Up Sucker Creek

Up Sucker Creek
Photo Courtesy of the Lake Oswego Library

Tuesday, June 13, 2017

The New City: Global, walkable, unaffordable

A website after my own heart from Australia - the tag line says it all.

 The New City 
"Cities for people, not planners"

The New City is a web journal on urban development, arguing that cities should be prised from the control of bureaucratic planners and left to a free market of workers, families and businesses. Based in Sydney. Click here for our free email updates.

Catalogued in the National Library of Australia's PANDORA archive and featured on New Geography, On Line Opinion, Quadrant Online, Demographia, Catallaxy Files, Forbes.com, the National Post, RealClearWorld, Architecture Insights and others ... past articles


The Suburban Economy and its Enemies

Environmentalists and planners - two increasingly interchangeable categories - are oblivious to the prospect that their creeping regulations and imposts, and misallocated resources, could unravel the suburban economy. Yet they will always struggle to mobilise public opinion. Their all-purpose pretext, the climate change hypothesis, relies on aggregated data which can’t be used to argue particular cases. Take the NSW government’s recent decision to review the costly ‘energy efficiency building sustainability’ rules. While the Housing Industry Association came to the issue armed with a raft of statistics about price impacts and falling housing starts, green outfits like the Total Environment Centre could do little but sputter the magic words ‘greenhouse’ and ‘global warming’. They were not in a position to show why, how and to what extent this particular decision would exacerbate climate change.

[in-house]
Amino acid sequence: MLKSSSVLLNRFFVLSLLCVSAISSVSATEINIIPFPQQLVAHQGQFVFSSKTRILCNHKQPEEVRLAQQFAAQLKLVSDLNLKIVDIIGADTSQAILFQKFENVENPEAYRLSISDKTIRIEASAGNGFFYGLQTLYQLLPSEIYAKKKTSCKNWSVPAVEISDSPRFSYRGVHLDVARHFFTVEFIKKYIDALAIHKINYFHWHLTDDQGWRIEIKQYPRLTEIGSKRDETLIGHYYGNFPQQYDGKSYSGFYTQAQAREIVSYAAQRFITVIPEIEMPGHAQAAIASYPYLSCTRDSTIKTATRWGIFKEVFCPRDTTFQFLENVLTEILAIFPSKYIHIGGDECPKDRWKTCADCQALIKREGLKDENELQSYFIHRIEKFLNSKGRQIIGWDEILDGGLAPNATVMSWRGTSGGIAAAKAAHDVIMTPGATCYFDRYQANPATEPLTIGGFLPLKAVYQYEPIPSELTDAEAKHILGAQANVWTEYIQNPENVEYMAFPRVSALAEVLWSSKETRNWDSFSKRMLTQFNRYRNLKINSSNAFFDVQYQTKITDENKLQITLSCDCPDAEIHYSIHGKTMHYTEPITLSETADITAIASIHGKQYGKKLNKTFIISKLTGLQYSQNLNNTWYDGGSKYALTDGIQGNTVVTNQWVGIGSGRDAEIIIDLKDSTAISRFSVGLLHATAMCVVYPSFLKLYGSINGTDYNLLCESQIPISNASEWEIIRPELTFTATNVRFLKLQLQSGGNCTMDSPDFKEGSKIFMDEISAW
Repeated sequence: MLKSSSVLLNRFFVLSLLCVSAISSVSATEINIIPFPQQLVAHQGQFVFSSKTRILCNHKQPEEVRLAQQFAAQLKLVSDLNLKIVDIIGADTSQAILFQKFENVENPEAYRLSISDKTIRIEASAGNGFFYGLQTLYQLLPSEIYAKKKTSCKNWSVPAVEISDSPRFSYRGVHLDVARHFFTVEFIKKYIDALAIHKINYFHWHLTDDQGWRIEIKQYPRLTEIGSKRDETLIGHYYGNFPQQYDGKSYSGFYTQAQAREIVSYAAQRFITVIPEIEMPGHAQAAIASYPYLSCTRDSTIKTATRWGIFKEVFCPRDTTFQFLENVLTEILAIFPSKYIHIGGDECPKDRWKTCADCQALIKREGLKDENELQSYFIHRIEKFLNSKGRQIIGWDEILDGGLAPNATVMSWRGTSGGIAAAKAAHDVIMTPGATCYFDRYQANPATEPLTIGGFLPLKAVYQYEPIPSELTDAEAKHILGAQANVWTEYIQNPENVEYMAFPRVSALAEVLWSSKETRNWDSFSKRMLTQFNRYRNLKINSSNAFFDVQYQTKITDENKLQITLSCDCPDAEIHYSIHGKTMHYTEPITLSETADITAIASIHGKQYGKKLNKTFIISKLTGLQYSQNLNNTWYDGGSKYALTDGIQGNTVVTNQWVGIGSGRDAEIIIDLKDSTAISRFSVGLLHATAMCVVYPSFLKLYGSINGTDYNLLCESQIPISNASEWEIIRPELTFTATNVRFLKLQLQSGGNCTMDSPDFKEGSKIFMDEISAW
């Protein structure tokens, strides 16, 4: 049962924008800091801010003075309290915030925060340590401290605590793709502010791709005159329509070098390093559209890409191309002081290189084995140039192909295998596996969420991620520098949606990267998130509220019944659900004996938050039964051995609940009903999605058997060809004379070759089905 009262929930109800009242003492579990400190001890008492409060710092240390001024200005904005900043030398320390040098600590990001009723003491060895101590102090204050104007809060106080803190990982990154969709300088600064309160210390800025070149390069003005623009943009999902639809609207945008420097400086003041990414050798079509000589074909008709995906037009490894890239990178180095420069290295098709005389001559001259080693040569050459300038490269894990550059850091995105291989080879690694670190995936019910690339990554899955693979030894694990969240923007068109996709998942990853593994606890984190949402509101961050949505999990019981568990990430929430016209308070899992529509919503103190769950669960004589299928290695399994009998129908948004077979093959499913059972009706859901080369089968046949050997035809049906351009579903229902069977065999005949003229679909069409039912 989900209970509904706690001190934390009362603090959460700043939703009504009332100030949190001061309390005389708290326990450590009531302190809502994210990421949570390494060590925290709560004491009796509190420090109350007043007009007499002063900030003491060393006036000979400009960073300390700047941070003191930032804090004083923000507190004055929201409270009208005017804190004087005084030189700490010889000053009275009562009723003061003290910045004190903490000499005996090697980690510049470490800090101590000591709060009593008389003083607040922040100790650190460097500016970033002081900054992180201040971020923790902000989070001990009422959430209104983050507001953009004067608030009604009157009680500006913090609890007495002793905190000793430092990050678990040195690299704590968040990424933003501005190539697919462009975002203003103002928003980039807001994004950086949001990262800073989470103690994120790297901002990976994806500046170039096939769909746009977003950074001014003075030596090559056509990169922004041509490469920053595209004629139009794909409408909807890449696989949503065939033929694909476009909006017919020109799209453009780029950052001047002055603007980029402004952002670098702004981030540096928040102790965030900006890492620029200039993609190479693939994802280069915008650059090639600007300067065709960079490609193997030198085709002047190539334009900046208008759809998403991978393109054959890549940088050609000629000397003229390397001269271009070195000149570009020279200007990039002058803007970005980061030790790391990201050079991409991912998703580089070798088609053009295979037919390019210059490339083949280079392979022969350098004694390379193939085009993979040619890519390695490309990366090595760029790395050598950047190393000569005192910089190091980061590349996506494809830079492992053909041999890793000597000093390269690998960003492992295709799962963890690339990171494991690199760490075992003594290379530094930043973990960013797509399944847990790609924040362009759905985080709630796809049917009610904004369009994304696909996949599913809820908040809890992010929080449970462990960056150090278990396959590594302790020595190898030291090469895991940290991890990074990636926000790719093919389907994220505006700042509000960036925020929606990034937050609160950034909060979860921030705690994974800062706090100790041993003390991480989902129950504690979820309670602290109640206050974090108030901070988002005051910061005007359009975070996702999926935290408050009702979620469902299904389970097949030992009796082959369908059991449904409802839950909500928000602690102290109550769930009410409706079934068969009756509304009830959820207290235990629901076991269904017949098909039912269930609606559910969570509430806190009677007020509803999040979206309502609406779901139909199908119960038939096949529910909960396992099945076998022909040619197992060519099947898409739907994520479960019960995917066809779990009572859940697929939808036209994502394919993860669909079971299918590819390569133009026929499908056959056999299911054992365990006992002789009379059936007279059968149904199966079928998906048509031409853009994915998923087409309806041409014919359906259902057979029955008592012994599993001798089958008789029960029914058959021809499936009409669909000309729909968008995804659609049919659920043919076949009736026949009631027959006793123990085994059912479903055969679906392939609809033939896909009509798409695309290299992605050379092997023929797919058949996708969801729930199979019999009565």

Progressives clearly feel a need to delegitimise suburban life. This stems from their barely suppressed rage against people they can’t control. Like Kurtz in Joseph Conrad’s Heart of Darkness, suburban people have strayed too far from civilisation, they contend, and will lose their minds. Yet they fail to explain why surveys indicate an overwhelming preference for detached housing on sizeable blocks, or why the latest Australian Unity Wellbeing Index registers higher rates of happiness amongst suburban people than their inner-city counterparts.

Deindustrialization of Sydney  4/17

 Malcolm Tyson of Colliers warns that Sydney could run out of industrial land in just 6 years. Dreaming of “global city” amenities like dense housing, commuter rail, walkability and bike paths, our planning elites may be occupied elsewhere. But this is a crisis in the making.

Sydney lurches to housing unaffordability  11/16

Second, progressive policy analysts and welfare advocates, closely aligned with the university system and highly educated knowledge-worker elite. They too promote inner-urban infill development, higher core and middle-ring densities, and public amenities associated with TOD. While the Big Project coalition is mostly driven by finances, cultural-lifestyle factors loom large for knowledge-welfare types. Hence their demands for more housing near “consumer city” localities crammed with trendy bars, pubs, nightclubs, restaurants, cafes, art galleries, theaters, museums and cinemas. This plays into “creative-class” perspectives on economic growth and an aversion to suburbanization as “unsustainable”. Some of them are supply-solution sceptics, leaning toward demand-management, and most are aggressive critics of tax concessions. They urge more social housing schemes and regulatory responses, such as mandating a portion of affordable units in new housing developments (inclusionary zoning), which Big Project lobbies like the Property Council and Committee for Sydney oppose (with good reason, as the evidence suggests IZ reduces supply and raises prices).  

The ABC of making housing unaffordable 12/16

This feeds into the false narrative being built up by the ABC and other media outlets, particularly catering to a younger audience. It’s all the fault of greedy oldies or wealthy investors with their snouts in the trough. The impulse is to slap taxes on the scapegoats. In the meantime, the real causes go undiscussed and the problem keeps getting worse.

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